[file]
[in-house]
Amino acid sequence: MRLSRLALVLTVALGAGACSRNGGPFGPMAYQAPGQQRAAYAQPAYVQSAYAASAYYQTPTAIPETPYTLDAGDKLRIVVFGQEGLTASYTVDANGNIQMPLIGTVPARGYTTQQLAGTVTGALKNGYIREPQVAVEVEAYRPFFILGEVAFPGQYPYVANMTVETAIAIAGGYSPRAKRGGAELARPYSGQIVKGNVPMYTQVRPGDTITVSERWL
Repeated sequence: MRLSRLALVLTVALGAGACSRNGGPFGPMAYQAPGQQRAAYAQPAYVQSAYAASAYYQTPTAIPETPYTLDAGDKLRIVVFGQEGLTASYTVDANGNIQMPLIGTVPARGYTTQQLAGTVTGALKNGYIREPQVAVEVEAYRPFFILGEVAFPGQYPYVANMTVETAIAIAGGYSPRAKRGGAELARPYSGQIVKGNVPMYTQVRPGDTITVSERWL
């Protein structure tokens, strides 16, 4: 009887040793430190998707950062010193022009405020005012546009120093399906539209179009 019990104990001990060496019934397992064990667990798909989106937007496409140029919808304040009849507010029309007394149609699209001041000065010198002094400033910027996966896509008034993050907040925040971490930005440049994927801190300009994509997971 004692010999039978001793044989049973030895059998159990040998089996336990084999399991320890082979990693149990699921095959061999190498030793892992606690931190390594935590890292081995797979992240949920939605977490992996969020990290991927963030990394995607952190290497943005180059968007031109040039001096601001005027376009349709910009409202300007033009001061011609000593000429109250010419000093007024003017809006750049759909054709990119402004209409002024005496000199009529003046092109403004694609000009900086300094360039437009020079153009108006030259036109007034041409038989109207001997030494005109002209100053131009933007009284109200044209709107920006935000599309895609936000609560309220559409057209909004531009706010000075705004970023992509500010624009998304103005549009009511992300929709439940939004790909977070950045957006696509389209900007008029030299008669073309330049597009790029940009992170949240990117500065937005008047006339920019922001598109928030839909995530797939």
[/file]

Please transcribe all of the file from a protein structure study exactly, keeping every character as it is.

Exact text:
[in-house]
Amino acid sequence: MRLSRLALVLTVALGAGACSRNGGPFGPMAYQAPGQQRAAYAQPAYVQSAYAASAYYQTPTAIPETPYTLDAGDKLRIVVFGQEGLTASYTVDANGNIQMPLIGTVPARGYTTQQLAGTVTGALKNGYIREPQVAVEVEAYRPFFILGEVAFPGQYPYVANMTVETAIAIAGGYSPRAKRGGAELARPYSGQIVKGNVPMYTQVRPGDTITVSERWL
Repeated sequence: MRLSRLALVLTVALGAGACSRNGGPFGPMAYQAPGQQRAAYAQPAYVQSAYAASAYYQTPTAIPETPYTLDAGDKLRIVVFGQEGLTASYTVDANGNIQMPLIGTVPARGYTTQQLAGTVTGALKNGYIREPQVAVEVEAYRPFFILGEVAFPGQYPYVANMTVETAIAIAGGYSPRAKRGGAELARPYSGQIVKGNVPMYTQVRPGDTITVSERWL
């Protein structure tokens, strides 16, 4: 009887040793430190998707950062010193022009405020005012546009120093399906539209179009 019990104990001990060496019934397992064990667990798909989106937007496409140029919808304040009849507010029309007394149609699209001041000065010198002094400033910027996966896509008034993050907040925040971490930005440049994927801190300009994509997971 004692010999039978001793044989049973030895059998159990040998089996336990084999399991320890082979990693149990699921095959061999190498030793892992606690931190390594935590890292081995797979992240949920939605977490992996969020990290991927963030990394995607952190290497943005180059968007031109040039001096601001005027376009349709910009409202300007033009001061011609000593000429109250010419000093007024003017809006750049759909054709990119402004209409002024005496000199009529003046092109403004694609000009900086300094360039437009020079153009108006030259036109007034041409038989109207001997030494005109002209100053131009933007009284109200044209709107920006935000599309895609936000609560309220559409057209909004531009706010000075705004970023992509500010624009998304103005549009009511992300929709439940939004790909977070950045957006696509389209900007008029030299008669073309330049597009790029940009992170949240990117500065937005008047006339920019922001598109928030839909995530797939």